Synthetic excess spread is controversial and viewed with suspicion by regulators as it can, in theory, be used to generate regulatory arbitrage.
During the passage of the amendment to the Securitisation Regulation that ushered in synthetic STS, some voices were raised advocating the banning of any use of SES in STS synthetic transactions. Many, including PCS, argued that this was unnecessary and illogical since the device, properly deployed, only replicated synthetically a totally uncontroversial aspect of true sale securitisation. The compromise chosen by the legislators was to allow it but impose a capital cost on its use. We expressed the view at the time that this was the wrong answer and that a perfectly good answer had been suggested by the EBA itself in its original report which we were happy to endorse. But there we are.
Having chosen the solution of a capital cost for the SES, the legislators then left it to the EBA to come up with an amount. This consultation, deadline 14 October, solicits the market's views on the proposed EBA approach to calculating that amount. PCS will, of course, be responding.
EBA publishes consultation on updated homogeneity
The European Banking Authority has just launched a consultation on the homogeneity of the underlying exposures in STS securitisation.
The consultation is addressing the issue of the homogeneity in the context of synthetic STS securitisation. Although the scope is extended to also cover on-balance-sheet (synthetic) securitisations, at the same time it establishes the same criteria for the assessment of homogeneity for all securitisations.
More specifically, given the relevance of corporate and SME loans in the context of synthetic securitisations, adjustments have been made to the type of obligor to reflect the current market practices and the credit risk assessment approaches applied to those asset types.
At the same time the in the proposal, we see that similar changes are made to the respective homogeneity factor for all relevant asset types. The proposal further specifies the asset type for credit facilities provided to enterprises, where similar underwriting standards are applied as for individuals.
This consultation, deadline 28 October, solicits the market's views on the proposed EBA approach. PCS will, of course, be responding.
PCS files its response to EIOPA’s consultation
PCS filed its response to EIOPA’s disappointing consultation on a possible reform of the capital requirements for insurance companies investing in securitisations.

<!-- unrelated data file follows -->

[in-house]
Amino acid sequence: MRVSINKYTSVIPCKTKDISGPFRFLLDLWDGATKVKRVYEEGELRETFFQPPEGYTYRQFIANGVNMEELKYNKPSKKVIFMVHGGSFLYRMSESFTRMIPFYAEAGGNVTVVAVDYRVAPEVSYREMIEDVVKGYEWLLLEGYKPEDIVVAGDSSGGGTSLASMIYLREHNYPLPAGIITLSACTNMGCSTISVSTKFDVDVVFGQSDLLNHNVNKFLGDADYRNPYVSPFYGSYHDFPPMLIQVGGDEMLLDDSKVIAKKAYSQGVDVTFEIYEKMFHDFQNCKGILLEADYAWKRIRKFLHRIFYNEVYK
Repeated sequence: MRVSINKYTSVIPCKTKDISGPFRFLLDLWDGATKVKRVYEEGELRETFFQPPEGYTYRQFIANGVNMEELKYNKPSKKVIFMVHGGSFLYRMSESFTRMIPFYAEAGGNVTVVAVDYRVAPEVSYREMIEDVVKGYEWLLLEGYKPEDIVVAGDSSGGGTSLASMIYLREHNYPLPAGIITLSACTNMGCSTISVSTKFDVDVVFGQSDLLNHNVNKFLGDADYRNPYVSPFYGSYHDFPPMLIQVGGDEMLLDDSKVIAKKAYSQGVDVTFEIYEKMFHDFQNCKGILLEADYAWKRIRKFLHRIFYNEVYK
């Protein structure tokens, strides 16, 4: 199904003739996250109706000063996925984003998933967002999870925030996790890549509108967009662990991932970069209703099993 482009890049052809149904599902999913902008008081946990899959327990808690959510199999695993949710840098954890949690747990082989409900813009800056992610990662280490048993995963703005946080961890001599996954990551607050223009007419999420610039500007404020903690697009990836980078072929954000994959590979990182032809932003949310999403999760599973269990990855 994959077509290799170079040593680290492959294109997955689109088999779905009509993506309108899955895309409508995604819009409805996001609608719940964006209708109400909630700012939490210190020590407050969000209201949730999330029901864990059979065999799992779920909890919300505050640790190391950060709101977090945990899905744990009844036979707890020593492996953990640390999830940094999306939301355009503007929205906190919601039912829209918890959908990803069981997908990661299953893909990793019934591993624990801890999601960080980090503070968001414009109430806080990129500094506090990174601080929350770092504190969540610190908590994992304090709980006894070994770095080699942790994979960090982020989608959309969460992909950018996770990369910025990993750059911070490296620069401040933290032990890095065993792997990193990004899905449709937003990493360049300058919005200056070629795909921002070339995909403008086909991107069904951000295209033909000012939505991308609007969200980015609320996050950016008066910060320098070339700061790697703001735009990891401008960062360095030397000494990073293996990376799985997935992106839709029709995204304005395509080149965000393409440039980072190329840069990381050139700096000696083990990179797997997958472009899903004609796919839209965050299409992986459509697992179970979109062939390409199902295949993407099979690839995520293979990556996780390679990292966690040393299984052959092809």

The response may be found here.
The consultation was, in our view, a major disappointment. EIOPA’s preliminary conclusions – underlined by their statements at a public roundtable attended by PCS – were that the current framework was “fit for purpose”.
For all the reasons set out in our response, PCS feels that this is not borne out by the facts and that the assertion itself as set out in EIOPA’s consultation document feels more like an “act of faith” than a genuinely reasoned conclusion.
We hope that the responses provided by stakeholders will lead EIOPA to reconsider the importance of fixing a framework that is unfair, inaccurate, and deeply damaging to the prospects of the European economy as well as a source of potentially destabilising regulatory arbitrage.
PCS responds to the Joint-Committee's Consultation on Sustainable Disclosure for STS
PCS has responded to the Joint-Committee of the European Supervisory Authorities on its consultation regarding the optional disclosure relating to sustainability of the assets securitised through an STS transaction.
Our response can be read here.
Acknowledging the very narrow mandate that had been given the Joint-Committee and the challenges this posed, PCS nevertheless believes that this was the wrong mandate, at the wrong time for far too narrow a sub-set of capital market instruments. Through no fault of the committee, this feels like another siloed regulatory endeavour that risks again punishing unnecessarily securitisation and tilting yet further an already unlevel playing field away from allowing securitisation to recover and play a full role in financing the transition to a sustainable economy.
To understand our approach, we invite you to read only the General Considerations section of our response. It covers merely three pages. (Although hard core players are welcome to read the full thirteen page document, of course.)